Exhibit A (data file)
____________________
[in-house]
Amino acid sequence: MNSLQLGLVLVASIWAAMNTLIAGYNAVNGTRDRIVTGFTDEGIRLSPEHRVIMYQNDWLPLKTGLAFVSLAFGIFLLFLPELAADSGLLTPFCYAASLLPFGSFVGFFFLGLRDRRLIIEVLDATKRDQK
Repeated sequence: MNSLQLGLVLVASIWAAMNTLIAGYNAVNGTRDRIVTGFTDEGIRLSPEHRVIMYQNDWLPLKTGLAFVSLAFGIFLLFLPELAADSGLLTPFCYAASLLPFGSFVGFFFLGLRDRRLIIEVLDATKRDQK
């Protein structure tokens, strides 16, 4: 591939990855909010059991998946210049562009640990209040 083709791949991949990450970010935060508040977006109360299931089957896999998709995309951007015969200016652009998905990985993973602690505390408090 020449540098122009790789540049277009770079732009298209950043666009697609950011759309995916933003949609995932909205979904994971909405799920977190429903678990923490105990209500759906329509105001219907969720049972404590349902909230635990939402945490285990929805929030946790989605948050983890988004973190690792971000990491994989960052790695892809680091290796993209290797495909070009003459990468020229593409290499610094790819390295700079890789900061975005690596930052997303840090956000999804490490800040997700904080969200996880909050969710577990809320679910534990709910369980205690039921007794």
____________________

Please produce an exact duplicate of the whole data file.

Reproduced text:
[in-house]
Amino acid sequence: MNSLQLGLVLVASIWAAMNTLIAGYNAVNGTRDRIVTGFTDEGIRLSPEHRVIMYQNDWLPLKTGLAFVSLAFGIFLLFLPELAADSGLLTPFCYAASLLPFGSFVGFFFLGLRDRRLIIEVLDATKRDQK
Repeated sequence: MNSLQLGLVLVASIWAAMNTLIAGYNAVNGTRDRIVTGFTDEGIRLSPEHRVIMYQNDWLPLKTGLAFVSLAFGIFLLFLPELAADSGLLTPFCYAASLLPFGSFVGFFFLGLRDRRLIIEVLDATKRDQK
């Protein structure tokens, strides 16, 4: 591939990855909010059991998946210049562009640990209040 083709791949991949990450970010935060508040977006109360299931089957896999998709995309951007015969200016652009998905990985993973602690505390408090 020449540098122009790789540049277009770079732009298209950043666009697609950011759309995916933003949609995932909205979904994971909405799920977190429903678990923490105990209500759906329509105001219907969720049972404590349902909230635990939402945490285990929805929030946790989605948050983890988004973190690792971000990491994989960052790695892809680091290796993209290797495909070009003459990468020229593409290499610094790819390295700079890789900061975005690596930052997303840090956000999804490490800040997700904080969200996880909050969710577990809320679910534990709910369980205690039921007794």